I very much admire the patriotic spirit of the Ladies of Philada., and shall with great pleasure give them my advice, as to the application of their benevolent and generous donation to the soldiers of the Army. Altho’ the terms of the Association seem in some measure to preclude the purchase of any Article, which the public is bound to find, I would nevertheless recommend a provision of shirts, in preference to any thing else, in case the fund should amount to a sum equivalent to a supply of eight or ten thousand. The soldiery are exceedingly in want of them, and the public have never, for several years past, been able to procure a sufficient quantity to make them comfortable. They are, besides, more capable of an equal and satisfactory distribution than almost any other Article. Should the fund fall short of a supply of the number of shirts I have mentioned, perhaps there could be no better application of the money, than laying it out in the purchase of refreshments for the Hospitals. These are my ideas at present. When I have the pleasure of hearing more particularly from Mrs. Reed, I shall probably be able to form a more complete opinion.1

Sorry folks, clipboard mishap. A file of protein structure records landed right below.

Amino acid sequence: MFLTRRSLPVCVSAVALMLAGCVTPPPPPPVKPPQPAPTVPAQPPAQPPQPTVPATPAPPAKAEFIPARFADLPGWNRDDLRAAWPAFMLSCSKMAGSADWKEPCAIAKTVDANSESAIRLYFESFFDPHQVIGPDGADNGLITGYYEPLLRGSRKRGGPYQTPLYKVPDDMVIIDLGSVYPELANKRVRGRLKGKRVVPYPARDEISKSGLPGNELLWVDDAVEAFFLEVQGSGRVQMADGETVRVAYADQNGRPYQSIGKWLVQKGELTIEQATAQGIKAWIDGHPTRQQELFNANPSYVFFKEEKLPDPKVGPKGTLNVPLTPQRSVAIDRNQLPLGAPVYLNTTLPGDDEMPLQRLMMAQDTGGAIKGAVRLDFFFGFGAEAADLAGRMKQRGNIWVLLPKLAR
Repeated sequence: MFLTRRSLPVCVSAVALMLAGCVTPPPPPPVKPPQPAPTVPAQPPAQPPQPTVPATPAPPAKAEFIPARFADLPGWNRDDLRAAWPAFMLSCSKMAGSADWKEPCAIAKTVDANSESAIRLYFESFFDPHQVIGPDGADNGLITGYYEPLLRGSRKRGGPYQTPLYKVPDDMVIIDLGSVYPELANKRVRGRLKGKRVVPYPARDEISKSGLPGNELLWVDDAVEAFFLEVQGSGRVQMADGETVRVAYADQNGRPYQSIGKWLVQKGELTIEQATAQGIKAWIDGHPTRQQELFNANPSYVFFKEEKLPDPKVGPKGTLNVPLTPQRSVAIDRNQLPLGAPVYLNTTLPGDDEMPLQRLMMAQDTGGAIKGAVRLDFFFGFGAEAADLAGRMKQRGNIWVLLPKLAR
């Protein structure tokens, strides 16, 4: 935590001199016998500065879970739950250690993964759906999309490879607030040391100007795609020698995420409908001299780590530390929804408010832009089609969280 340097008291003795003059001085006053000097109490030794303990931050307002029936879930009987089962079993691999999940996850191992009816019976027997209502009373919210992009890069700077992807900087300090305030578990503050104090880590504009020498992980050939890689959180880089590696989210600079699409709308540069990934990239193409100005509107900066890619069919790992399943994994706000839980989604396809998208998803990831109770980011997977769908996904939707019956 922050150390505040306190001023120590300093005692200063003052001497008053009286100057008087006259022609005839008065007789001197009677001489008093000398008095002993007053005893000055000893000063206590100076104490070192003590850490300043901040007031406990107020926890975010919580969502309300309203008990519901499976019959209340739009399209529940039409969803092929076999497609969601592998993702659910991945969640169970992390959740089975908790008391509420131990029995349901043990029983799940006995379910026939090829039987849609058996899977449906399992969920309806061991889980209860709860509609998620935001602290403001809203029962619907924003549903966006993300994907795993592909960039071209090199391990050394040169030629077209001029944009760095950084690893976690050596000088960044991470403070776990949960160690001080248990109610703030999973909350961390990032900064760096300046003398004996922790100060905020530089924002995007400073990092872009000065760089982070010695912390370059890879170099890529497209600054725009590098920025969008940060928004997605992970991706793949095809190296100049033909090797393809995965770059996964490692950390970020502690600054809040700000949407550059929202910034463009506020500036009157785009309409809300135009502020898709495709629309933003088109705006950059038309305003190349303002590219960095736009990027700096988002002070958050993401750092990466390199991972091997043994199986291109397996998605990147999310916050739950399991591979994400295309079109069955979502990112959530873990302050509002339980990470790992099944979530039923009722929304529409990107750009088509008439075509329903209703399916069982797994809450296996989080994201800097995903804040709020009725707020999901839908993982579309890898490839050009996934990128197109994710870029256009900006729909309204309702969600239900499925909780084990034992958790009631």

I shall, agreeably to your Excellency’s request, send down a few officers to take charge of and bring forward the drafts. As to the business of recruiting by voluntary enlistments, you may be assured, that its operation, if attended with any tolerable success in the end, will be too slow to answer our present purposes. I would therefore most earnestly recommend to you to place no dependence upon any such measure; but, by an immediate augmentation of drafts, supply the men required from Pennsylvania by the Committee of Congress. They make so considerable a part of the force estimated as necessary to give a probability of certainty to our expected operations, that they cannot be dispensed with.1 Be kind enough to deliver the enclosed to Mrs. Washington. I am infinitely obliged to your Excellency and to Mrs. Reed for your polite attention to her. I have the honor to be, &c.